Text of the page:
Lotus Village’s founder: An idealist who has produced real world results. ‘I had to act’
When she was a young girl visiting New York City, Constance Collins came upon a homeless woman bundled up against the cold, digging through trash in a dumpster for food.
“I thought, ‘How can any one of us be happy when so many of us are suffering?’ ” she said.
Years later, when Collins was a high-powered real estate investment firm executive and attorney in Miami, she was inspecting a high-rise construction site when she came upon a homeless woman bathing in the building’s new fountain.
“I knew if I truly cared I had to act,” she said. “I would actually have to do something myself.”
She decided to build a homeless shelter for women. She quit her job and with her own money bought a dilapidated, 50-year-old, three-story apartment building in Overtown. Somehow, with her characteristic attention to detail, pink and periwinkle paint and art donated by an art collector friend, she made it homey, inviting. Women living on the street, fearful of shelters primarily occupied by men, sought out Collins’ safe space.
She named it Lotus House, “where hope blossoms.”
Since then, 34-bed Lotus House has been replaced by the 500-bed Lotus Village for women and children. The five-story complex on Northwest 15th Street is considered a national model given that 80 percent of its 1,550 guests in 2021 successfully exited the shelter system. The Village offers daycare, medical care, therapeutic care, job training and placement. There are parenting classes and art, music, yoga, meditation and gardening programs.
Collins is now expanding again. She and the Lotus Endowment Fund announced plans to build the $20 million, five-story Children’s Village a block away where Lotus can devote more space and staff to education, enrichment, therapy and counseling programs for youth staying at Lotus and living in Overtown.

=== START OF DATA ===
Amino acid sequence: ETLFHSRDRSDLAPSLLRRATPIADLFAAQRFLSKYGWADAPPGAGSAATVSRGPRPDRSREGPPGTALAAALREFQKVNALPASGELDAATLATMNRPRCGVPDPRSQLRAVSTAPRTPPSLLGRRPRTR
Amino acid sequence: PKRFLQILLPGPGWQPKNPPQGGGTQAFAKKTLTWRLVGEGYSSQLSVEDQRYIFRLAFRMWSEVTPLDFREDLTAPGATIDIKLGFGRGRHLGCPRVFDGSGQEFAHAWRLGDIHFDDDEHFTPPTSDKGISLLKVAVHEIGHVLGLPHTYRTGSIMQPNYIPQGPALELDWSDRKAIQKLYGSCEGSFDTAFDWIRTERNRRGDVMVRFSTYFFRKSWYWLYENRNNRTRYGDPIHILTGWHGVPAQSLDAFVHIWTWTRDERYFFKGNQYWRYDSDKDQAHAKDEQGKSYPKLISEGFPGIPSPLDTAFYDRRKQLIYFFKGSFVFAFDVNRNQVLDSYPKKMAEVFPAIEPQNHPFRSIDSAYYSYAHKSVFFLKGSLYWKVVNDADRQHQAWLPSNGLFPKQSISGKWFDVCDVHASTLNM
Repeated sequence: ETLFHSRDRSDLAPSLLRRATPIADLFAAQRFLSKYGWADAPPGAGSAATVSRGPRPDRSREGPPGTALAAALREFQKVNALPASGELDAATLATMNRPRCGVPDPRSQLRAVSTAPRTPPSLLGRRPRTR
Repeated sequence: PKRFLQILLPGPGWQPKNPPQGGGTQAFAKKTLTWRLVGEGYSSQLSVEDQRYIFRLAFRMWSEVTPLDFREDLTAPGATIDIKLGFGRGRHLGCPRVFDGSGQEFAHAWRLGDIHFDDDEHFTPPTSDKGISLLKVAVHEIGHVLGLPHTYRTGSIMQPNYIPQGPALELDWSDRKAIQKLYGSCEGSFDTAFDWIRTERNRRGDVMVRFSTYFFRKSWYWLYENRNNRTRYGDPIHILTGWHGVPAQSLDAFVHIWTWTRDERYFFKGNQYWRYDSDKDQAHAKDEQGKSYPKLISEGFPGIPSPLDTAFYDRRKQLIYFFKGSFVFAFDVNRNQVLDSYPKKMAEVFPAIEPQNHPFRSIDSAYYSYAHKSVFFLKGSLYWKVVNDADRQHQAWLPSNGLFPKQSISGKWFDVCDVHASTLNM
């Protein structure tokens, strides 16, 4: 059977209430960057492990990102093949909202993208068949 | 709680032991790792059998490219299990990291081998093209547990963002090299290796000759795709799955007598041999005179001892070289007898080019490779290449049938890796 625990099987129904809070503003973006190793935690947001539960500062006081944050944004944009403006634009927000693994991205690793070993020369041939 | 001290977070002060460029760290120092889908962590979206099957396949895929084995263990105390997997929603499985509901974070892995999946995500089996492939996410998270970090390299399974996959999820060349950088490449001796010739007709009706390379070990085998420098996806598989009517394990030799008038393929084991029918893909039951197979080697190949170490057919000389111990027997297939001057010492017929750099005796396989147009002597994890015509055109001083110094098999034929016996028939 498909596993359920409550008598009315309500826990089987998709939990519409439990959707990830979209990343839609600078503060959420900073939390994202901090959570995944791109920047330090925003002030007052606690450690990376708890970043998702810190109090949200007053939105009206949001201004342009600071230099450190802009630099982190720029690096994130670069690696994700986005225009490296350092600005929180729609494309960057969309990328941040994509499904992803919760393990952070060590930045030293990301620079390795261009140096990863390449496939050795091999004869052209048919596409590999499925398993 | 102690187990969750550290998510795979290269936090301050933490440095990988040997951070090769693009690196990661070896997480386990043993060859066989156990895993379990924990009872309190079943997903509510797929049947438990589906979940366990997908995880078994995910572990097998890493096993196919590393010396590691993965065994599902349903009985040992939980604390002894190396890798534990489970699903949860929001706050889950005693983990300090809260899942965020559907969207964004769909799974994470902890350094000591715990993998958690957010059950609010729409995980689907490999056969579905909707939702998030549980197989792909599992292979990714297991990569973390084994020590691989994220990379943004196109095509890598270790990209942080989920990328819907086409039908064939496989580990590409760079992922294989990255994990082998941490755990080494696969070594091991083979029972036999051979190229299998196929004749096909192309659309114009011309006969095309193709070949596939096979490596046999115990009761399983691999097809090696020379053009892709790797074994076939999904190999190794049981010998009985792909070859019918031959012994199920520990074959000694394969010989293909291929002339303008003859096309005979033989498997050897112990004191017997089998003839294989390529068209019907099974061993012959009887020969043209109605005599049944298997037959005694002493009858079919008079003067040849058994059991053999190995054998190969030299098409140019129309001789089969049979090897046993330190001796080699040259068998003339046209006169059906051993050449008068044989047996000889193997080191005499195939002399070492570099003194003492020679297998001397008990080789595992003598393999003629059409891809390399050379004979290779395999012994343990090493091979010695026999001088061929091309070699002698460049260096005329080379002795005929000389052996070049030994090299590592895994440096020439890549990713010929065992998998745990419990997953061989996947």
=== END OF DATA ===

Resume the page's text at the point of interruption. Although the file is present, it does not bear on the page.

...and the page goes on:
“Our kids and moms have experienced the impacts of racism, gender-based violence, disparities in access to education, healthcare and social justice,” she said. “This is an opportunity to address those disparities and enable people to thrive.”
Collins, 63, never imagined how big Lotus would grow. There’s even a popular thrift shop. She points to her dedicated staff, her donors, her supporters in Miami and Lotus alumni who return to tell her about their college degrees, their jobs, their children, their homes. They point to her, her vision, her compassion, her one-on-one interactions, her mentorship and her genius for collaborative work.
Collins dislikes attention, deflects praise. Because of her past business success, she works as a full-time volunteer, taking no salary. She would tell you her life is richer today wearing sneakers and a pink Lotus Village T-shirt while counting diapers than it was wearing business suits and cutting multimillion-dollar commercial real estate deals. She would tell you “there is no greater gift than to be in the service of people who need help.”
Her approach to homelessness is typical of her no-nonsense style: “I remember when we walked on the moon. There is no problem we cannot solve.”
John Sumberg, vice chair of the Lotus board and a Miami attorney, met Collins when she transferred a client to his firm. He asked her what she was doing. When she said she was leaving her lucrative career to build a homeless shelter, he was swept away by her dynamism. He was struck by her idea of calling women “guests” and creating an art-filled environment where skills training would accompany mental health treatment and meditation classes. He immediately volunteered to handle the land acquisition and zoning applications.